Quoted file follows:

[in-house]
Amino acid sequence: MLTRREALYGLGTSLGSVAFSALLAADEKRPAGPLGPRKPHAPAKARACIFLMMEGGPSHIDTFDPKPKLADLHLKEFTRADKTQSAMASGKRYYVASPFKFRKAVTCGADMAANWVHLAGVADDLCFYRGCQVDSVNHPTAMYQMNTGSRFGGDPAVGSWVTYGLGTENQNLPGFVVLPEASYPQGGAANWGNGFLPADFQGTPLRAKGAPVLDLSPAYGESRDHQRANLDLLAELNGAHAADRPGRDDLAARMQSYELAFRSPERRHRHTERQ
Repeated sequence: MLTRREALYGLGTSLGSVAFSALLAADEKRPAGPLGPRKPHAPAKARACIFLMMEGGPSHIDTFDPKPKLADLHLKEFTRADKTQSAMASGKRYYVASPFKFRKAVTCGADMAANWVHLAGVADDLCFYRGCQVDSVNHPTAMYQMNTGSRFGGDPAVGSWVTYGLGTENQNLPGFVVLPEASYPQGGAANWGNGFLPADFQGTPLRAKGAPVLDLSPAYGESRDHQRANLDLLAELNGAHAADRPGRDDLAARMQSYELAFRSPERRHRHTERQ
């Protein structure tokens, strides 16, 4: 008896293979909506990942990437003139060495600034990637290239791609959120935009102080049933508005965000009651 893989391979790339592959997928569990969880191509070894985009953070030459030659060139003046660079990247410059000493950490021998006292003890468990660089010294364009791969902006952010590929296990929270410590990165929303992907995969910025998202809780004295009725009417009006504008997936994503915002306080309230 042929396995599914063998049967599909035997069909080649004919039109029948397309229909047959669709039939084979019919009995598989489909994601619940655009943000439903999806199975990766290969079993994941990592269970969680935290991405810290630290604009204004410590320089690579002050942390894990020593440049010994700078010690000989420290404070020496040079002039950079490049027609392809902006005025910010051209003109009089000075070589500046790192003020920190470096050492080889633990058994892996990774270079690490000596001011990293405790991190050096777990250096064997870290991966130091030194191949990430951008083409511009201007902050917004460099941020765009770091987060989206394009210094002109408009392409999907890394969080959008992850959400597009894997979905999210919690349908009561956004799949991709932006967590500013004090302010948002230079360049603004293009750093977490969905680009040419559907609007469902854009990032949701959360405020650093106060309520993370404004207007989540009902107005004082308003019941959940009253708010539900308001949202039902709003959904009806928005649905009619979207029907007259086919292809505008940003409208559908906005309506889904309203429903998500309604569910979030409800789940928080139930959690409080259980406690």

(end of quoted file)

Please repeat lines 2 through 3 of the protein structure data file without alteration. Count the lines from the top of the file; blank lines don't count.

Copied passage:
Amino acid sequence: MLTRREALYGLGTSLGSVAFSALLAADEKRPAGPLGPRKPHAPAKARACIFLMMEGGPSHIDTFDPKPKLADLHLKEFTRADKTQSAMASGKRYYVASPFKFRKAVTCGADMAANWVHLAGVADDLCFYRGCQVDSVNHPTAMYQMNTGSRFGGDPAVGSWVTYGLGTENQNLPGFVVLPEASYPQGGAANWGNGFLPADFQGTPLRAKGAPVLDLSPAYGESRDHQRANLDLLAELNGAHAADRPGRDDLAARMQSYELAFRSPERRHRHTERQ
Repeated sequence: MLTRREALYGLGTSLGSVAFSALLAADEKRPAGPLGPRKPHAPAKARACIFLMMEGGPSHIDTFDPKPKLADLHLKEFTRADKTQSAMASGKRYYVASPFKFRKAVTCGADMAANWVHLAGVADDLCFYRGCQVDSVNHPTAMYQMNTGSRFGGDPAVGSWVTYGLGTENQNLPGFVVLPEASYPQGGAANWGNGFLPADFQGTPLRAKGAPVLDLSPAYGESRDHQRANLDLLAELNGAHAADRPGRDDLAARMQSYELAFRSPERRHRHTERQ